How Do I Know If I Have a Massachusetts Personal Injury Case?

If you are injured and it is due in part or in whole to someone else’s negligence, then you may have a personal injury case. Negligence is generally defined as a failure to use reasonable care. If you were hurt because someone else failed to use reasonable care, you may have a personal injury case.

If you were injured while at work you may also have a workers’ compensation case. Workers’ compensation is paid for by your employer’s insurance. The purpose of worker’s compensation is to provide an injured worker with a portion of his or her lost wages and to pay for all reasonable and necessary medical treatment related to the work injury. Personal injury cases differ from workers’ compensation because personal injury cases are intended to compensate you for the full amount of medical expenses, lost wages, as well as pain and suffering

A personal injury case is brought against the person or entity who is fully or partially responsible for causing your injury. Examples of personal injury cases include if you were hurt on a construction site, in a motor vehicle crash, or in a slip and fall injury on a defective walkway or on snow and ice.  Massachusetts’ workers’ compensation laws do not allow an injured worker to bring a personal injury case against their employer or a co-employee.  They are limited to workers’ compensation benefits.  Injured workers may, however, be entitled to workers’ compensation benefits and also have a personal injury case arising out of the same injury if a negligent third party (a person or entity other than the employer of the injured worker) caused or contributed to their injuries.  An example would be a construction worker who is injured while working for a trade contractor, and was injured due to the negligence of the construction project’s general contractor.

A personal injury case has at least two parties: The plaintiff, who is the injured person bringing the claim, and the defendant, who is the person or entity alleged to be negligent, or at-fault.

To be successful in a personal injury case, the injured party, or plaintiff, must prove two things: 1) Liability; and 2) Damages. To prove liability, the plaintiff must establish that the defendant was negligent, or at-fault. To prove damages, the plaintiff must show the injuries he or she suffered were causally related to the injury. Damages include compensation for medical expenses, lost wages, and pain and suffering (Note: This is different from workers’ compensation because workers’ compensation does not provide any benefits or compensation for pain and suffering).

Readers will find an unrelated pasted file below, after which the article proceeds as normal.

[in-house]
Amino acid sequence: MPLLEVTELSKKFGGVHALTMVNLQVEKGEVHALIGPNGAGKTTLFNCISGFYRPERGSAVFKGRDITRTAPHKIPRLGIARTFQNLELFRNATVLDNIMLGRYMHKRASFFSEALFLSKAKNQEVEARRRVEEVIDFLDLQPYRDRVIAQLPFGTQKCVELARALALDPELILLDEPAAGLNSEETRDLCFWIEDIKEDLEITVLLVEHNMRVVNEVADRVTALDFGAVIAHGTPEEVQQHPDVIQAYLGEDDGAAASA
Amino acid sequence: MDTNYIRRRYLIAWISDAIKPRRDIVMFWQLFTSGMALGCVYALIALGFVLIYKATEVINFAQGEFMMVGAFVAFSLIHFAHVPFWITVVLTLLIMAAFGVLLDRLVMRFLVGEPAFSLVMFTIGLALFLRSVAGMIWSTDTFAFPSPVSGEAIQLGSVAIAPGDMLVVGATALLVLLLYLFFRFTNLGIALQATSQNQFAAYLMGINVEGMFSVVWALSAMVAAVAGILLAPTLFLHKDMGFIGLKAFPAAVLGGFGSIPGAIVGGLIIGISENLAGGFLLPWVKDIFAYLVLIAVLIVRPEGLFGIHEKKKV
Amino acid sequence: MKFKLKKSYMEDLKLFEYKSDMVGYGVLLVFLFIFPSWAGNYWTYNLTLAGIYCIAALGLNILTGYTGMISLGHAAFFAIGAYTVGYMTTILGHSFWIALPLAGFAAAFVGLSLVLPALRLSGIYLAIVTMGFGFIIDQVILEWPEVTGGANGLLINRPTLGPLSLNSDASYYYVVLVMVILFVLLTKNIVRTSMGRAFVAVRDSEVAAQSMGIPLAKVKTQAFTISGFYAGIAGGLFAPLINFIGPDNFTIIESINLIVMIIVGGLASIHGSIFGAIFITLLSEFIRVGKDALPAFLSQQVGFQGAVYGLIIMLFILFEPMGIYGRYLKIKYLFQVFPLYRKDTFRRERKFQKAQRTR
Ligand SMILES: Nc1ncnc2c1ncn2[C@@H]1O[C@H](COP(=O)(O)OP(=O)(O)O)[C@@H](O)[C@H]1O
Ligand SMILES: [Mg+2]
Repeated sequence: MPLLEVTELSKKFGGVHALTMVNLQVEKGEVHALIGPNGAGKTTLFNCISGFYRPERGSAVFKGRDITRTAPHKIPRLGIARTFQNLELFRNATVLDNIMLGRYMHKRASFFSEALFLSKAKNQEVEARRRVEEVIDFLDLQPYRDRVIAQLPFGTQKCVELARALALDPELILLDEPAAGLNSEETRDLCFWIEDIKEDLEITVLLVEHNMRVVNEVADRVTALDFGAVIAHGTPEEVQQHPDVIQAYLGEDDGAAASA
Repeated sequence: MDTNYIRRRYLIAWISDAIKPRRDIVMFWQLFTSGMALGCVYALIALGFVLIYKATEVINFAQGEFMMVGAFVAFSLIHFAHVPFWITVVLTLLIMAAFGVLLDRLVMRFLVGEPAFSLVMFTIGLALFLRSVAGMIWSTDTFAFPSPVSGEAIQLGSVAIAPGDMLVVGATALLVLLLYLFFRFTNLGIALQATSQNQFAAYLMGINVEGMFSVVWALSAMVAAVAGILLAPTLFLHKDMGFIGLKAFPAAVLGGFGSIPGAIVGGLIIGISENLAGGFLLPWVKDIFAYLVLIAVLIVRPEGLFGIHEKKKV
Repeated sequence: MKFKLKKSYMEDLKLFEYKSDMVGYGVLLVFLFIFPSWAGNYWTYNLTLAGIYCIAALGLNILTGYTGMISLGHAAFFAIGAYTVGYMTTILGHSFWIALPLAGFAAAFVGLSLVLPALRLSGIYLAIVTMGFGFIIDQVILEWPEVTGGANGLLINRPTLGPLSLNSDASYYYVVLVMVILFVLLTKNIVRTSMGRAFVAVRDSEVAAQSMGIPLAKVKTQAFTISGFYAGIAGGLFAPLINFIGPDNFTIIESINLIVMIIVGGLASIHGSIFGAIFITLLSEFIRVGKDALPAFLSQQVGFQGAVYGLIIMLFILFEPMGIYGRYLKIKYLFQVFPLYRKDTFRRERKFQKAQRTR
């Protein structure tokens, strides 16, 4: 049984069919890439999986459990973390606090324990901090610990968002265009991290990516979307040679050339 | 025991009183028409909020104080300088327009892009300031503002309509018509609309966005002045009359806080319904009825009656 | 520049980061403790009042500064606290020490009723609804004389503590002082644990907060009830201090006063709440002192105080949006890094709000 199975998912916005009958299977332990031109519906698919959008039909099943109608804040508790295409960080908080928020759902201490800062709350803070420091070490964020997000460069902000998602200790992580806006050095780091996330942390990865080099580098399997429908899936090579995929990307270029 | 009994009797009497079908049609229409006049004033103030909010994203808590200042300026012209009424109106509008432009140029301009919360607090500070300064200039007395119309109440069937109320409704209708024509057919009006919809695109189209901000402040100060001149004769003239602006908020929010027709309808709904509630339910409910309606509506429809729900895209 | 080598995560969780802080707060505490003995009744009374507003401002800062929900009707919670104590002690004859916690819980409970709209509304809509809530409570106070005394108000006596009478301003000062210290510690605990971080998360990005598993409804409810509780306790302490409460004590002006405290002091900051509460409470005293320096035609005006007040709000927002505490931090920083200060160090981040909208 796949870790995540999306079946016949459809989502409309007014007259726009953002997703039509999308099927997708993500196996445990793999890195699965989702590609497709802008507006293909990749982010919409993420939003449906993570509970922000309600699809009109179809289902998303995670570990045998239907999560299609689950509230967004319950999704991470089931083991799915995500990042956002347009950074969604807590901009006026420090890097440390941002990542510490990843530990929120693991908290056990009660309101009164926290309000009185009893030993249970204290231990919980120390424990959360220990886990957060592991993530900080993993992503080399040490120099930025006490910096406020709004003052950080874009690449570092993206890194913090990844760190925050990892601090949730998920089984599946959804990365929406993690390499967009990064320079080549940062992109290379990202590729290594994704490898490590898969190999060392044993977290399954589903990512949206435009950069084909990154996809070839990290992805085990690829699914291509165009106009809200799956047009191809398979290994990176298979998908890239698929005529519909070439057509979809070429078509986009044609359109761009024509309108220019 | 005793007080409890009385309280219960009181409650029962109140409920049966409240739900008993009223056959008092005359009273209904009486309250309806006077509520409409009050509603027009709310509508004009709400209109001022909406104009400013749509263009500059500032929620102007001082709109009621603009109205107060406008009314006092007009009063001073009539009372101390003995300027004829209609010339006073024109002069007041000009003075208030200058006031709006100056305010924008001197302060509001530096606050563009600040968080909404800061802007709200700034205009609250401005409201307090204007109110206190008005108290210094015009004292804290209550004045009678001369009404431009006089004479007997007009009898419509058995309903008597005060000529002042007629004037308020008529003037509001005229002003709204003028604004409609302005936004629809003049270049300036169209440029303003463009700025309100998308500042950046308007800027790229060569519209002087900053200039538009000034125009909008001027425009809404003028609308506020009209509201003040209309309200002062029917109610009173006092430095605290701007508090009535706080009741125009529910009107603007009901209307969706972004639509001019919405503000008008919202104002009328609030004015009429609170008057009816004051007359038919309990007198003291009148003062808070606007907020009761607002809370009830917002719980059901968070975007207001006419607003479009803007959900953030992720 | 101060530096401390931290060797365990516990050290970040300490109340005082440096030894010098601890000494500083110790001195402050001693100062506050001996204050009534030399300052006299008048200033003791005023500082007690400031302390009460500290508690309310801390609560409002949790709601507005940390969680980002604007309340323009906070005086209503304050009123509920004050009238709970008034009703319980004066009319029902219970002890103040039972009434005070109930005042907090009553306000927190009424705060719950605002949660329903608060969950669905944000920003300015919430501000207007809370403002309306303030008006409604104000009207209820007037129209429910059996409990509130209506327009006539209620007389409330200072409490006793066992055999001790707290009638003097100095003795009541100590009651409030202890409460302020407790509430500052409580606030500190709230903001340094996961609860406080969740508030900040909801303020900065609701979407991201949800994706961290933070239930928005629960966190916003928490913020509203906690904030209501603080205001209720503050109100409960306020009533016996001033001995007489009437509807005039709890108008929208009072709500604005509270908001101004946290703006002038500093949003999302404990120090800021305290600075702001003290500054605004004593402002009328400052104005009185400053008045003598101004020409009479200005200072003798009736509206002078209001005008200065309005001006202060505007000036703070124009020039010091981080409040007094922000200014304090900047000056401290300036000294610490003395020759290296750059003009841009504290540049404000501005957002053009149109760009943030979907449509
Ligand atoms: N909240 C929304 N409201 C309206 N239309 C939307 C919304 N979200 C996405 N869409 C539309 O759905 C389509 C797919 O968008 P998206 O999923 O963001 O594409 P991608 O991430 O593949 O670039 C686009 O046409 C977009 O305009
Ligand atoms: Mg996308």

In a personal injury case, the plaintiff may be awarded damages through a settlement, mediation, arbitration, or trial verdict. Generally, most cases settle. However, there are also other options for both sides to reach a mutual agreement, including mediation and arbitration.  If both sides cannot reach an agreement, the final option is trial.  

For a case to go to arbitration or mediation, both sides (plaintiff and defendant) must agree. A mediation is when someone, typically an experienced attorney or former judge, acts as a mediator (who is a neutral third party) in negotiating a final settlement that is agreed upon by both sides. Mediations are not binding unless both sides agree on a final resolution. Mediation can be helpful to reach a final agreement because each party will hear the strengths and weaknesses of their case from the mediator.

An arbitration occurs when both sides agree to have an arbitrator (a neutral third party) issue a final, binding award. Like a mediator, an arbitrator is typically an experienced attorney or former judge who is selected by agreement from both parties. The main difference between a mediation and arbitration is that you waive your rights to a jury trial because the arbitrator’s decision is final and binding. Arbitration may be a good option because it is more time and cost effective than a typical jury trial, as it is generally shorter and much less formal. Juries are not required for arbitration and the rules of evidence are usually more relaxed.

If you have a workers’ compensation case, and a personal injury case, there will be a lien from the workers’ compensation case on your personal injury case. This means that a portion of the compensation for your personal injury case will need to be paid back to the company who provided the workers’ compensation benefits. However, the workers’ compensation lien is generally negotiable.

Personal injury and workers’ compensation cases are complex. It is important to have someone on your side who can navigate case challenges for the best possible outcome. At the Carney Law Firm, we have experienced personal injury and workers’ compensation attorneys who can help you and support you during difficult times when suffering from an injury. We seek to maintain quality cases to ensure balance so that we can be very responsive with our clients. We have a 24-hour phone call return policy which means if you are a client and you call us, your phone call will be returned within 24-hours.